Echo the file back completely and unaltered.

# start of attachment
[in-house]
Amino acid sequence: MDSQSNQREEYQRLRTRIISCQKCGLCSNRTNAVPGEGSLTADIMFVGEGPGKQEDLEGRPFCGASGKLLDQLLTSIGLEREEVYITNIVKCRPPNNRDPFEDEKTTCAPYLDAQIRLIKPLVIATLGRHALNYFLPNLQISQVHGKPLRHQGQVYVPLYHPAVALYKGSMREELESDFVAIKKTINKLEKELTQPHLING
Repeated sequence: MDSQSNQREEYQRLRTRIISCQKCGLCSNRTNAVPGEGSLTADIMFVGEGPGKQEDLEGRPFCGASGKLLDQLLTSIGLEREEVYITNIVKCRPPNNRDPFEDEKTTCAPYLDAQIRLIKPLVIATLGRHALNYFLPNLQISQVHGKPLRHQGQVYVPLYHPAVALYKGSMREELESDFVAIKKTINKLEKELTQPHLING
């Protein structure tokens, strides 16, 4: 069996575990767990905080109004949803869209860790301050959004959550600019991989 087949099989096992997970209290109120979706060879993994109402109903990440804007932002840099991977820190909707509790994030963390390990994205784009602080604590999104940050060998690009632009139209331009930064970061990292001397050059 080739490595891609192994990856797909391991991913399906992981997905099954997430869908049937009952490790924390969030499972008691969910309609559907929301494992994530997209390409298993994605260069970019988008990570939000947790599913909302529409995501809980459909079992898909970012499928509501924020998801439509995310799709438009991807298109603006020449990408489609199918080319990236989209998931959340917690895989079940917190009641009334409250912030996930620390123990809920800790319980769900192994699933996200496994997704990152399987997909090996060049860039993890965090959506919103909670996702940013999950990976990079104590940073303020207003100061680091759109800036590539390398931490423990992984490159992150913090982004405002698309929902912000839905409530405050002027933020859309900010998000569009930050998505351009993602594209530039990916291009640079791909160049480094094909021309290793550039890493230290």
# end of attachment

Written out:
[in-house]
Amino acid sequence: MDSQSNQREEYQRLRTRIISCQKCGLCSNRTNAVPGEGSLTADIMFVGEGPGKQEDLEGRPFCGASGKLLDQLLTSIGLEREEVYITNIVKCRPPNNRDPFEDEKTTCAPYLDAQIRLIKPLVIATLGRHALNYFLPNLQISQVHGKPLRHQGQVYVPLYHPAVALYKGSMREELESDFVAIKKTINKLEKELTQPHLING
Repeated sequence: MDSQSNQREEYQRLRTRIISCQKCGLCSNRTNAVPGEGSLTADIMFVGEGPGKQEDLEGRPFCGASGKLLDQLLTSIGLEREEVYITNIVKCRPPNNRDPFEDEKTTCAPYLDAQIRLIKPLVIATLGRHALNYFLPNLQISQVHGKPLRHQGQVYVPLYHPAVALYKGSMREELESDFVAIKKTINKLEKELTQPHLING
């Protein structure tokens, strides 16, 4: 069996575990767990905080109004949803869209860790301050959004959550600019991989 087949099989096992997970209290109120979706060879993994109402109903990440804007932002840099991977820190909707509790994030963390390990994205784009602080604590999104940050060998690009632009139209331009930064970061990292001397050059 080739490595891609192994990856797909391991991913399906992981997905099954997430869908049937009952490790924390969030499972008691969910309609559907929301494992994530997209390409298993994605260069970019988008990570939000947790599913909302529409995501809980459909079992898909970012499928509501924020998801439509995310799709438009991807298109603006020449990408489609199918080319990236989209998931959340917690895989079940917190009641009334409250912030996930620390123990809920800790319980769900192994699933996200496994997704990152399987997909090996060049860039993890965090959506919103909670996702940013999950990976990079104590940073303020207003100061680091759109800036590539390398931490423990992984490159992150913090982004405002698309929902912000839905409530405050002027933020859309900010998000569009930050998505351009993602594209530039990916291009640079791909160049480094094909021309290793550039890493230290």